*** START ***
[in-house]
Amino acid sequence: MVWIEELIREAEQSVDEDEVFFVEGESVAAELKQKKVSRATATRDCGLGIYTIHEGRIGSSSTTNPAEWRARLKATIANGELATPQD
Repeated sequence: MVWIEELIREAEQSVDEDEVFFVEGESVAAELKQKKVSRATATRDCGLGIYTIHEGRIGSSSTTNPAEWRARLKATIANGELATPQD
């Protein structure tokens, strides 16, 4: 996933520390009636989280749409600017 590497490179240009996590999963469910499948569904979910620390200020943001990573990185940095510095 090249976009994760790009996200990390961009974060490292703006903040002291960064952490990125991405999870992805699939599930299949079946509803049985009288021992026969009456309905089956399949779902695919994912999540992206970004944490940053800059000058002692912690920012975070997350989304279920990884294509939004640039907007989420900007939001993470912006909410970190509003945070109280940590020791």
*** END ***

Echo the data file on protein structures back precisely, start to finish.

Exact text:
[in-house]
Amino acid sequence: MVWIEELIREAEQSVDEDEVFFVEGESVAAELKQKKVSRATATRDCGLGIYTIHEGRIGSSSTTNPAEWRARLKATIANGELATPQD
Repeated sequence: MVWIEELIREAEQSVDEDEVFFVEGESVAAELKQKKVSRATATRDCGLGIYTIHEGRIGSSSTTNPAEWRARLKATIANGELATPQD
């Protein structure tokens, strides 16, 4: 996933520390009636989280749409600017 590497490179240009996590999963469910499948569904979910620390200020943001990573990185940095510095 090249976009994760790009996200990390961009974060490292703006903040002291960064952490990125991405999870992805699939599930299949079946509803049985009288021992026969009456309905089956399949779902695919994912999540992206970004944490940053800059000058002692912690920012975070997350989304279920990884294509939004640039907007989420900007939001993470912006909410970190509003945070109280940590020791």